It was both cruel and kind of Kyoukai no Rinne to end with such a magnificent episode.
If any anime ever epitomized the concept of “taken for granted”, it’s Kyoukai no Rinne. Over the course of six cours this show has never once been at the top of my season leaderboard, and almost never engendered a long blog post. But more than anything else as I watched this final episode play out so splendidly, I thought about how much I’m going to miss Rinne. And of course, how much I’d like to have it back for another season. Sadly, there was no announcement at the close of the episode this time – which leads me to believe that our string of miraculous renewals for this series has finally run out.
If indeed this was the final episode, I can honestly say that Kyoukai no Rinne has gone out on top – this was surely one of the finest handful of episodes in the show’s entire run. Superficially there was nothing “finale” about it – though it did give us a rare this season full-length story – but it was the perfect balance of snark and seriousness. I haven’t always loved the chapters featuring Matsugo, but he was the instigator for one of Rinne’s most winning stories here.
Let’s say a word or two about arguably the series MVP and certainly its unsung (until today) hero, the Narrator – played with notable aplomb by the great Genda Tessyo. He’s Kyoukai no Rinne’s one-man Greek chorus, peppering the narrative with wry observations like the one about how school festivals aren’t supposed to be set up to make a big profit. Fittingly it was in a tale from Greek mythology that Narrator-san actually got to sing – in a hilarious illustration of the “Orpheus Rule” in Matsugo’s haunted house. This was done in song – for no other reason, it seems, than because it was ridiculous. After Orpheus and Hades had their say, Narrator-san delivered the coda (when Orpheus turns around to look at Eurydice) in song himself. I don’t think I’ve laughed harder at an anime this year.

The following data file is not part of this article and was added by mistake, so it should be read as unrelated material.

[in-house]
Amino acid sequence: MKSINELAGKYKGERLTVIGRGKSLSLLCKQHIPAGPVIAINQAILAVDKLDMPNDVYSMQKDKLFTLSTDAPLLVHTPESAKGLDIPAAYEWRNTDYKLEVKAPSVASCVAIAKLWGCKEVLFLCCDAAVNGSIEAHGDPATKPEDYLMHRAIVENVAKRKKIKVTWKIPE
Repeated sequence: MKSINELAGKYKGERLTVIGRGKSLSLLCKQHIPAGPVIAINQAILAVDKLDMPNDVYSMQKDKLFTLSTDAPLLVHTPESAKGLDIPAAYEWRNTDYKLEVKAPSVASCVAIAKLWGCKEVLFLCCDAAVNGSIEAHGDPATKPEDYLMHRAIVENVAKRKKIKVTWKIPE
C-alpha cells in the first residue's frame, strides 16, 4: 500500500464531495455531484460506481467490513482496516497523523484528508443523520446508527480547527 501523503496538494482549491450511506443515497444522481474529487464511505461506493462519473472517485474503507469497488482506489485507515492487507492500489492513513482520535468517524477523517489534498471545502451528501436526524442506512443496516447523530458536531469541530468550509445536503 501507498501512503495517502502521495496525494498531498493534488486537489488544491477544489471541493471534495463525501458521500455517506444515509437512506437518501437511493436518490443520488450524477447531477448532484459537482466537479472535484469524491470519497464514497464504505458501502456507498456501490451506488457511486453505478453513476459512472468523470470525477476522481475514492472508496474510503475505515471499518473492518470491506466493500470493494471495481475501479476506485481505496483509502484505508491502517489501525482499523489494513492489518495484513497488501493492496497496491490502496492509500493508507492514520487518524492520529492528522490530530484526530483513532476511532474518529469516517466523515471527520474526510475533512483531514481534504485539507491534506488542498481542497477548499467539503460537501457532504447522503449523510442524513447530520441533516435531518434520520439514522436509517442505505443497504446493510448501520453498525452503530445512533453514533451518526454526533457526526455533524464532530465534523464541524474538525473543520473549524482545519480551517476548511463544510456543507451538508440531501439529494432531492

I love moments like that in Kyoukai no Rinne – no anime embraces random absurdity in such a delightfully understated way as this one. And Rinne and Mamiya Sakura’s trip trough the “Cursed Promise in the Underworld” (if a couple successfully finishes, they’re sure to break up) is full of such moments. Of course the attraction itself is the real curse for couples, as the girls become furious at their partners for refusing to turn around when the various accoutrements elicit their screams. Waiting at the end, too, is a ticket for free yakisoba if a couple finishes – setting up the eternal conflict for Rokudo-kun, food or Mamiya Sakura.
“Kawaii…mitai! Yakisoba…Mamiya Sakura!” Poor Rinne-kun, faced with such impossible choices. Meanwhile Rokumon-chan is taken out by konjak jelly (disgusting stuff, by the way), and Mamiya Sakura manages to fall into every pitfall trap in the path. There’s so much great stuff here – like the hands on Rinne’s back belonging to a giant (and rather affectionate-looking) caterpillar, and Rinne-kun stepping on Mamiya Sakura’s head. Inoue Marina and Ishikawa Kaito are both really phenomenal here, but then they pretty much are in every episode – as is this entire cast. That’s one of the notable things about Kyoukai no Rinne of course – the seiyuu work is some of the best in modern anime, period.
Of course, this being Kyoukai no Rinne, the food at the Shinigmai First Festival turns out to be truly awful (pigs preparing pork buns and octopus making takoyaki can’t possibly be a good idea). But while Rinne doesn’t “win” by making it out of the Promise in the Underworld, he wins bigger by going back to search for Mamiya Sakura and choosing her over bad noodles. We even get a final scene where Rokundo-kun gets a magnificent spread and actually gets to eat some of it, and not only that – a private moment with
Mamiya Sakura where he actually calls her by first name only. But this is still Kyoukai no Rinne, so we can’t go with an outright happy ending – though bringing everyone together “because it’s the last episode” is a suitably cheeky way for Rinne to close.
I sincerely, wholeheartedly hope this isn’t the last episode we see of Kyoukai no Rinne. I never paid as much attention to it as I should have and in truth, the second season was actually the best one, but damm it – I love this show. Unabashedly, sentimentally love it. To be as consistently funny for as long as this series has is a real achievement, and its absence will leave a far bigger hole in my anime life than I probably ever realized while it was airing. I wouldn’t say I’m terribly hopeful that there will be more Kyoukai no Rinne in anime form, and while I enjoy the manga this is a case where the experience just isn’t the same – anime is the medium that suits Rinne best. If this is it, all I can say is “thanks” – you’ve made my Saturdays a whole lot better over the past few years.